There seems to be a common misunderstanding of user research and user-centered design. Too many people believe that user-centered design involves asking users what they want and then building exactly what they asked for. This is far from the truth. Most of the time users are poor at expressing what they really want. They may be able to tell you what they don’t like about their current situation, but users are typically not skilled at envisioning the future. Users will never make all of the myriad decisions that go into developing a product or service. The hard work of building the future is your job!
Designing a product or service is also not just about users and stakeholders. There are technical and business factors to consider as well. These have to be balanced with users’ needs and desires. User-centered thinking is derived from the idea that if you can satisfy and delight the users of your products, then the business rewards will automatically follow. The situation is, in reality, more complex. Blindly following user desires can lead to unsustainable business models. There is also the issue of which users to target. Often the business or technical landscape helps you figure out who your users should be.
Recently, a couple respected academics have argued that user-centered design processes are not capable of producing radical innovation. I believe that this stems from this misunderstanding of the role of users, stakeholders, and research in the design process. In his talk at the Big Rethink conference, Roberto Verganti argued that user-centered designs are capable of only incremental change; radical innovation needs to come either from new technology or designers fundamentally changing the meaning of an object. Don Norman, a godfather of the modern design movement, argues that new technologies are solely responsible for revolutionary innovation.
I agree with both authors that technology plays a massive role in radical innovation–it makes things possible that were not before. But, when shaping a product, the knowledge of users cannot be dismissed completely. In both articles, the authors cite examples of products they consider successful, but they are products that have benefited from some understanding of consumers’ desires or needs. Verganti cites the Wii as a product that was not developed with focus groups. That might be true, but it was informed by Nintendo’s understanding that there existed customers for whom hardcore gaming platforms like the Xbox and Playstation were not desirable.
Norman cites the phonograph as an invention that only much later found a need.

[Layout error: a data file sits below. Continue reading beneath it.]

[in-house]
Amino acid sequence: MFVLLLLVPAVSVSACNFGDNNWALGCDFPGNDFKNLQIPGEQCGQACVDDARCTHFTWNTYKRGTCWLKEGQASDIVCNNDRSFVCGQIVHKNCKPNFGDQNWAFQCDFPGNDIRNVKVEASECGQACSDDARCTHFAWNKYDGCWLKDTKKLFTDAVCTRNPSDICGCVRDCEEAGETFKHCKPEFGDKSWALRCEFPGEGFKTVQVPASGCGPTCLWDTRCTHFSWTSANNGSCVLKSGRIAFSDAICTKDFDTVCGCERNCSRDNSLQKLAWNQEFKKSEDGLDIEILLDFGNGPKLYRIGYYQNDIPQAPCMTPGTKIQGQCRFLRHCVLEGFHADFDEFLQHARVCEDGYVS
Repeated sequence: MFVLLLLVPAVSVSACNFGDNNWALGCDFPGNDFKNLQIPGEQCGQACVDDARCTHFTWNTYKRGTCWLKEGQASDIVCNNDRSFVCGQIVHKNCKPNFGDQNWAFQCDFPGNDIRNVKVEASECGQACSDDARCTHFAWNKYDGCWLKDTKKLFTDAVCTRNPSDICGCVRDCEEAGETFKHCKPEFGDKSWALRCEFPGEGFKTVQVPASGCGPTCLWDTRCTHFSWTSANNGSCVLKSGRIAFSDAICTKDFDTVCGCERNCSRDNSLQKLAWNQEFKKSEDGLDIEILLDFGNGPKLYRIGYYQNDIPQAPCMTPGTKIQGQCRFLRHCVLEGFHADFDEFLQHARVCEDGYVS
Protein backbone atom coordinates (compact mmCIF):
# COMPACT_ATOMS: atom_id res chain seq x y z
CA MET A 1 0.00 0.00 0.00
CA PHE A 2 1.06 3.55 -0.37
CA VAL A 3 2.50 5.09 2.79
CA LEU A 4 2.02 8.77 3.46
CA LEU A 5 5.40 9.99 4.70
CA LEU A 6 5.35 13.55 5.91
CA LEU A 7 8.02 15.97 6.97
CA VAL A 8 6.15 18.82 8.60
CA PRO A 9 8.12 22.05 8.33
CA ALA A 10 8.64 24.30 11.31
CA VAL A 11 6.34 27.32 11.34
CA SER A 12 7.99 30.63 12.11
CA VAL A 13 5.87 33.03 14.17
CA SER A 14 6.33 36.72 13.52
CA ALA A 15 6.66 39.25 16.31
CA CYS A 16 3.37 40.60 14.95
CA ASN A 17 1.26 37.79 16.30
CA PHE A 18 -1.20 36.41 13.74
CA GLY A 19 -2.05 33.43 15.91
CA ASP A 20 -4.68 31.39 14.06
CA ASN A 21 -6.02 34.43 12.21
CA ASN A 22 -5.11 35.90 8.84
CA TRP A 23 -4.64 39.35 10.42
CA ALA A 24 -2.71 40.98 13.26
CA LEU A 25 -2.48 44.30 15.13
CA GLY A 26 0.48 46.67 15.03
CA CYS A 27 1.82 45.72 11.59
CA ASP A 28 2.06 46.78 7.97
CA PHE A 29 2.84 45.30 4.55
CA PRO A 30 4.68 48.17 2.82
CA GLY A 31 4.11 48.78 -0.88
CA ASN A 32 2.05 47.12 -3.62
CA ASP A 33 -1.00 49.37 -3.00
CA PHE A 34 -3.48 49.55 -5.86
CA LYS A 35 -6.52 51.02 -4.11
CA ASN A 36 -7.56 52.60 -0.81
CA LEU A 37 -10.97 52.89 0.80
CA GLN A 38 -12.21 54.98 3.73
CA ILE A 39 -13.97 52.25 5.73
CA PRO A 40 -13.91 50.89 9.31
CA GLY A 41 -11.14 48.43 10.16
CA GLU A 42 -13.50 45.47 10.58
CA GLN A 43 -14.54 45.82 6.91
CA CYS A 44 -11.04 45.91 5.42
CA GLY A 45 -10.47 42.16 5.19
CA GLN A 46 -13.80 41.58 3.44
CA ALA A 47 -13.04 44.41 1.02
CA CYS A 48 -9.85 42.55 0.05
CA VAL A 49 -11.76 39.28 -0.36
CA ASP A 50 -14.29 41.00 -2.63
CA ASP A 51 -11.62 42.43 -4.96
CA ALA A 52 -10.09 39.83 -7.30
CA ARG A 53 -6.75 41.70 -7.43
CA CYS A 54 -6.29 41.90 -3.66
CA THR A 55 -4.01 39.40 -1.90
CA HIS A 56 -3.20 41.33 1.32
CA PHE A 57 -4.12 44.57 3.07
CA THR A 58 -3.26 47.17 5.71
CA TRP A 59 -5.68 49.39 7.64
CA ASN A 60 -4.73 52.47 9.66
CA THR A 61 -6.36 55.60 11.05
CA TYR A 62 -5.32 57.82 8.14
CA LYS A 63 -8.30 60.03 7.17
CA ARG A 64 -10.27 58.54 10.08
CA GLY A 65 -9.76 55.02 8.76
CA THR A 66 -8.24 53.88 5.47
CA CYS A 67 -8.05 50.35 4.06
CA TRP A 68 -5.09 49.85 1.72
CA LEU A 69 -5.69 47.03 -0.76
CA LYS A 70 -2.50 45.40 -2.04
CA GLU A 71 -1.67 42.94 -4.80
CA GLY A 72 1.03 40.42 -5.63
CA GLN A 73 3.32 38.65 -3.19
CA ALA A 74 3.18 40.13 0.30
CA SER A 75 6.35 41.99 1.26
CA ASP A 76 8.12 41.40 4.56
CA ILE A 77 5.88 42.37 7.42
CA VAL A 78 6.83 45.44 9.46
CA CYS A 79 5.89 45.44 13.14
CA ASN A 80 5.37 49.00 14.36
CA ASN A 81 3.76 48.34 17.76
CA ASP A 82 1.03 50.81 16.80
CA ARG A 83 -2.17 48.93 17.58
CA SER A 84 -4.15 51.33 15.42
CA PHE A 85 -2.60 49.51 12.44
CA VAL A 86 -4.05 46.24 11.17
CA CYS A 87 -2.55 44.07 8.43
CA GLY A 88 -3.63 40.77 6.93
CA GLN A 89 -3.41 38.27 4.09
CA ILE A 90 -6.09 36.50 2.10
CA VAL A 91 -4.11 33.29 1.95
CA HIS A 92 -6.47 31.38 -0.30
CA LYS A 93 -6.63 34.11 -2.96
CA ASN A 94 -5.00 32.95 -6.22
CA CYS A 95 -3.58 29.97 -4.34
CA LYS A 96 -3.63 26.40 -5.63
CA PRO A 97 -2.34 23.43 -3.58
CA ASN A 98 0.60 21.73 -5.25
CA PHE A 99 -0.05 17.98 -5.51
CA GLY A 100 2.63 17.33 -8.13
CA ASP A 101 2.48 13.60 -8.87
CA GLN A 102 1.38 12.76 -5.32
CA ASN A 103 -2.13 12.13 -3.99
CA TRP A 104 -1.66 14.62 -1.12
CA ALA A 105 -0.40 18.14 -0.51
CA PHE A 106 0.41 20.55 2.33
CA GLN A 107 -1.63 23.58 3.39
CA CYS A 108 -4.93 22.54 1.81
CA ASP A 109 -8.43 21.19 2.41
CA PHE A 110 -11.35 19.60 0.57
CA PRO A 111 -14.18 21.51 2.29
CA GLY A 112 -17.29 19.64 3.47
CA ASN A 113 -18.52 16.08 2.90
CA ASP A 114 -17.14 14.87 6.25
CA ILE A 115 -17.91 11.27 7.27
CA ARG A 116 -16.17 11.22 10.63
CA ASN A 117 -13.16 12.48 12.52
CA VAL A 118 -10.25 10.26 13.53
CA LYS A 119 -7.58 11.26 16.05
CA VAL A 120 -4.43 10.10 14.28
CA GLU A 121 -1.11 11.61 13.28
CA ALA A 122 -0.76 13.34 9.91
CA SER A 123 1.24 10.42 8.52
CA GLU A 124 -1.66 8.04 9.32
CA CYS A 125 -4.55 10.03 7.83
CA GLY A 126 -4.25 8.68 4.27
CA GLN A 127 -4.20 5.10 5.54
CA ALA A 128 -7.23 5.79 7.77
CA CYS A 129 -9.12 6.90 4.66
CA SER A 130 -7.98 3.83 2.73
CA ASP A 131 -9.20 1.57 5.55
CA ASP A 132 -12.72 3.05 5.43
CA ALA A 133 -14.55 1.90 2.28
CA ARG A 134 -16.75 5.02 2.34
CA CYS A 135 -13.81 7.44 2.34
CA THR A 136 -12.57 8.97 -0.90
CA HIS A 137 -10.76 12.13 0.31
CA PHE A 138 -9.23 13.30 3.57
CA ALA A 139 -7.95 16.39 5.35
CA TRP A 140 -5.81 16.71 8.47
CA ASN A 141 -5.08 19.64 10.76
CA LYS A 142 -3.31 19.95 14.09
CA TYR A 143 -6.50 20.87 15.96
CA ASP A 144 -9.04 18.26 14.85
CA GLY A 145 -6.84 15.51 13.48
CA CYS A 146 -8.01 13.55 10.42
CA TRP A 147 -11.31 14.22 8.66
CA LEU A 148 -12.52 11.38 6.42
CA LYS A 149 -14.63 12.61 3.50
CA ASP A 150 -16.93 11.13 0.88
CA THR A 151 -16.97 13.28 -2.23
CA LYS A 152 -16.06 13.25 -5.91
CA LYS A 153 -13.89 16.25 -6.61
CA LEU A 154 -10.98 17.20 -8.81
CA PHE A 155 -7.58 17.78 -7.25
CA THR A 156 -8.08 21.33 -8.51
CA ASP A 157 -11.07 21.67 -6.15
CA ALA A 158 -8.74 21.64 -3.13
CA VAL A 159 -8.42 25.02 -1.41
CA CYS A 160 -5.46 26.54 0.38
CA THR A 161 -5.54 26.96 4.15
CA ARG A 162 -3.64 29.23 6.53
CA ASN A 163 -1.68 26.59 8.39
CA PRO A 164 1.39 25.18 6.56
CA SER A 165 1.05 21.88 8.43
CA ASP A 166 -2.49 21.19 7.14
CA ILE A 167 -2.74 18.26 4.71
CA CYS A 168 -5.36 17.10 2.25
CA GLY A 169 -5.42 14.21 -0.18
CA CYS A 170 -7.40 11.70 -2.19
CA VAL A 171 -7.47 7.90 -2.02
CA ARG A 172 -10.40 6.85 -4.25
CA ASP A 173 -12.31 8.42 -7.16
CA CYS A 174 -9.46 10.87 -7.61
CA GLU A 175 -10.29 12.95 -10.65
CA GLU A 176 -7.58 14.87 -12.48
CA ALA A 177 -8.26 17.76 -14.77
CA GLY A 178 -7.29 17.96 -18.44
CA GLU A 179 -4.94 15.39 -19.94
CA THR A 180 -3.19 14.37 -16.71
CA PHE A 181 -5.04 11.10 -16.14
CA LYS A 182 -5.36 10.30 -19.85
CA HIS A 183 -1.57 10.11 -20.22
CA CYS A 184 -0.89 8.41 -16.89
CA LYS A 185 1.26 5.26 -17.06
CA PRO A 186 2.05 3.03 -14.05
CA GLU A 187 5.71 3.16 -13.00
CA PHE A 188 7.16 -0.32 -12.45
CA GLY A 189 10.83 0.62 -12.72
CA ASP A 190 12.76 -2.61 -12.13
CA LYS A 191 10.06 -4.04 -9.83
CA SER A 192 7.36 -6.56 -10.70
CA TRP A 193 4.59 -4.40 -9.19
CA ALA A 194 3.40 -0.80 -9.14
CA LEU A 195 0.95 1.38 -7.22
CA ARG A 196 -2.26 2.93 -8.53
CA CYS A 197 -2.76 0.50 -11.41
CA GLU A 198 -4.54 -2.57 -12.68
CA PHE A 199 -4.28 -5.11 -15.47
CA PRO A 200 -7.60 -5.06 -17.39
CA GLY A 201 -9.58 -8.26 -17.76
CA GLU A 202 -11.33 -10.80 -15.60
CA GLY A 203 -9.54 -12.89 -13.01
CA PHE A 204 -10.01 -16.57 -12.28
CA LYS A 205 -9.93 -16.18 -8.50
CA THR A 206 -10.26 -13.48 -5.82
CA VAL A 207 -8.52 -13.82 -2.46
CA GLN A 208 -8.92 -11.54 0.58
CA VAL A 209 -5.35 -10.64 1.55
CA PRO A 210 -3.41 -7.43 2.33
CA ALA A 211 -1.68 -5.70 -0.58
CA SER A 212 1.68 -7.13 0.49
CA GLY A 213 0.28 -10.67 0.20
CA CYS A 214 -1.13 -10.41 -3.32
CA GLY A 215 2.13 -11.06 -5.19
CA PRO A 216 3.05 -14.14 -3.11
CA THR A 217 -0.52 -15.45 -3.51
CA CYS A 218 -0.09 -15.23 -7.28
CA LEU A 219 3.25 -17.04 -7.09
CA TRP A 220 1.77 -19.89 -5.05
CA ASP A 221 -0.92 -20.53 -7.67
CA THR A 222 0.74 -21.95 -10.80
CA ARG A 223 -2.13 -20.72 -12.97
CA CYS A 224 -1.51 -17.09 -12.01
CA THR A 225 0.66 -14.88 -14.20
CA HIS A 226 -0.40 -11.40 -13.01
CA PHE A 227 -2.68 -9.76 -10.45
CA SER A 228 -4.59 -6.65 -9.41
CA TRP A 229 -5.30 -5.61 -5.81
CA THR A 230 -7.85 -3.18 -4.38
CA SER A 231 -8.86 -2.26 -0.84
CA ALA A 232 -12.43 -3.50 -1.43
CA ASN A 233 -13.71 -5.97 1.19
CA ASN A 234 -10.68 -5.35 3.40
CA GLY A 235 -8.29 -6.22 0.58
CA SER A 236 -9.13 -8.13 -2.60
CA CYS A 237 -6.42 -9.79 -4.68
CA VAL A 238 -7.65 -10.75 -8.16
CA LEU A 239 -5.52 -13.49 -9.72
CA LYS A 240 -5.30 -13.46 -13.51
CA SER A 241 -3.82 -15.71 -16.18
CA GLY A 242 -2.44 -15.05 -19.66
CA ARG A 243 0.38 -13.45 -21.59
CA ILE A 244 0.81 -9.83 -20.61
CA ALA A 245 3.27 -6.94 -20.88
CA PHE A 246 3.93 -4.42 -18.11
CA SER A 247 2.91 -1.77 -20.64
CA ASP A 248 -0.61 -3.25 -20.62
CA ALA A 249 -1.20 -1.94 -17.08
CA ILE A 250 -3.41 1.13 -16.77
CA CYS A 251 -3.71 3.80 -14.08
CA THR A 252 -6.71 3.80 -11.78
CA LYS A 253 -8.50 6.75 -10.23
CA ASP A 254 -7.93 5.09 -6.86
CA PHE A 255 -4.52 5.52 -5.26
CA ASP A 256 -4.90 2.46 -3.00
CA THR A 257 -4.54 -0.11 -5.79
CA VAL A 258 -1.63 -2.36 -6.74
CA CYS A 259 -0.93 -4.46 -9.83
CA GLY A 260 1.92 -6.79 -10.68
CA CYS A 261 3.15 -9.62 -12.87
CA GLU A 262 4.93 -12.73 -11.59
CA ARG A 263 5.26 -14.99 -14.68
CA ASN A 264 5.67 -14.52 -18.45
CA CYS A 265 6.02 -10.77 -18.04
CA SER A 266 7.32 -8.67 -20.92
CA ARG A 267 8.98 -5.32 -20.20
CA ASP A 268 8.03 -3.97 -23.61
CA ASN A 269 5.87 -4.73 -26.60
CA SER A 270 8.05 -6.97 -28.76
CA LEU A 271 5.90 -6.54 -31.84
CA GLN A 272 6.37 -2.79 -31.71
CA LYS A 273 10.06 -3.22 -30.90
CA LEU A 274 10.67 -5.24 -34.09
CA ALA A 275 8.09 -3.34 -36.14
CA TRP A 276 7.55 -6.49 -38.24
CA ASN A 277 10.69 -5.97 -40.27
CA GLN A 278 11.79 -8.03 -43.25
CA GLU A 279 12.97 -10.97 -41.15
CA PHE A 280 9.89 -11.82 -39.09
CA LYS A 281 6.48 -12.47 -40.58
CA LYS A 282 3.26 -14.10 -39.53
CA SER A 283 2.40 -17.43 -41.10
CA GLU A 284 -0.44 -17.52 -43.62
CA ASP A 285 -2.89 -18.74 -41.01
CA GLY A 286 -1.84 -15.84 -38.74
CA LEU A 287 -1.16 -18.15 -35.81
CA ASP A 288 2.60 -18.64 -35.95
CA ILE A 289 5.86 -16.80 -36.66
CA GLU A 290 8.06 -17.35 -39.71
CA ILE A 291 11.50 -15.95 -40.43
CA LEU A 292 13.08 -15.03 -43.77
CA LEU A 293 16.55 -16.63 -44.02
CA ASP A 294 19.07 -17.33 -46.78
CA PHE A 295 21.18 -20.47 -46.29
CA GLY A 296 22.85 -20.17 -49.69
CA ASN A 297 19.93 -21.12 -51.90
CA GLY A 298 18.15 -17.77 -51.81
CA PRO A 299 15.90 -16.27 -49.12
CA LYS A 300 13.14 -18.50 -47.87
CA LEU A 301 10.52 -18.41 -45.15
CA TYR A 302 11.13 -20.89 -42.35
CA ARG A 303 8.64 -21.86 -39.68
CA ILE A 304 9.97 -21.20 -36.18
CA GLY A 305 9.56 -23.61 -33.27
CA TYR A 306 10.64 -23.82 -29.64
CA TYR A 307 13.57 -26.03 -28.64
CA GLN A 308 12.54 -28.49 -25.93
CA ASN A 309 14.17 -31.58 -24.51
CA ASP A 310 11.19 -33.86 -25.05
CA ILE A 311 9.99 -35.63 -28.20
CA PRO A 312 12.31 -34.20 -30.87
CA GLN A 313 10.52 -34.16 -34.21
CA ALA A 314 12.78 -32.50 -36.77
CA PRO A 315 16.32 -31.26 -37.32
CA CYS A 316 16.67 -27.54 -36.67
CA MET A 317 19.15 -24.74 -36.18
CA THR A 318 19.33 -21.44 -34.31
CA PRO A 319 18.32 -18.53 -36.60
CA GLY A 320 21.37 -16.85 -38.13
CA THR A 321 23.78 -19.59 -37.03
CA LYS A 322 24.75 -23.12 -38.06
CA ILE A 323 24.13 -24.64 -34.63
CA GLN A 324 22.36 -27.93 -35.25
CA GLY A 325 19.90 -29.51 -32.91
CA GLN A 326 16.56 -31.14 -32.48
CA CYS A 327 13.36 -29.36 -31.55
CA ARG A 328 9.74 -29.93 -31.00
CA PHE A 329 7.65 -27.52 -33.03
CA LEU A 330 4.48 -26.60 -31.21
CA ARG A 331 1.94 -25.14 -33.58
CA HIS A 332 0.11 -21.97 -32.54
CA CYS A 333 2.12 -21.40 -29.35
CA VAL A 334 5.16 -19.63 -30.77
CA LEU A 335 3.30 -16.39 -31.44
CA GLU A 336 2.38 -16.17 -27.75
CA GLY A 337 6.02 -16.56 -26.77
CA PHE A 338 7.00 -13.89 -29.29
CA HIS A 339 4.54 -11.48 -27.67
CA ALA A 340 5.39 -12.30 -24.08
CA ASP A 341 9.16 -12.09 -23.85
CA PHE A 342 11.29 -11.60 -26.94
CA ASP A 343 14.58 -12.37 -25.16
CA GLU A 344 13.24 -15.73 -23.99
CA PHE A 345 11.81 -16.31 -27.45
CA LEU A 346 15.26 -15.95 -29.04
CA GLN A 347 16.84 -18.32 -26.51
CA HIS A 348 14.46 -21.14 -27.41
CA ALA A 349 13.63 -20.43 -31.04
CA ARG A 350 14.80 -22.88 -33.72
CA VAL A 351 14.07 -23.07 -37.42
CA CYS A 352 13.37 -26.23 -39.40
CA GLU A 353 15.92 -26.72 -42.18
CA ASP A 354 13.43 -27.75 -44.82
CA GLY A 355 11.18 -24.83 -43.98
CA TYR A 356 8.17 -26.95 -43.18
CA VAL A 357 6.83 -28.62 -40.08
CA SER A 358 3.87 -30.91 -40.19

Edison launched his first phonograph company within months of his invention: he never questioned the need. He had invented the paperless office, he announced, and launched his product. The notion that the phonograph was better suited for playing back pre-recorded music came much later, and from Emile Berliner, a competitor (whose company morphed into RCA Victor and succeeded whereas Edison’s several attempts all failed). Technology first: needs last.
I would argue that if it weren’t for Berliner’s insight into customers’ desire for music in the home, Norman would not be citing the phonograph in his article. It would be like the office videophone—a failed invention that was more reflective of what was possible than desirable.
In summary, design is not about following users’ every wish or getting them to design your products or services for you. One cannot study users and ignore business and technology. Authors who present user-centered design as such are presenting a straw man, unreflective of praxis. Perhaps “user-centered design” as a term is misleading. A clear understanding of users provides excellent fuel for the design process, but it will not provide all the answers. Maybe the term “user-inspired design” is closer to what we actually do.
I’d venture to guess that the level at which users drive the product varies based on how revolutionary that product actually is.
A revolutionary product, like the first microwave oven, will require more vision from its designers than an incremental innovation, like the 1000th microwave oven. Nowadays, users with experience operating microwave ovens can say what they like and don’t like about the one they already own. As the first microwave was being developed, users who had only ever cooked on a stove or in an oven would have a hard time providing input on the interface of a machine that magically heats food in seconds. Nonetheless, even at the extremes, knowledge about users is important. Understanding how people clean their existing appliances, for instance, would be helpful to the design of the first microwave, and some level of designer vision is needed when designing the 1000th.
Design is a mixture of business, technology, research, and vision. Research is much more than simply asking users and stakeholders what they want. As a lover of design and a user researcher, I know that the products that I find impressive aren’t the ones that give users what they say they want—it’s the ones that give users what they didn’t know they had wanted all along.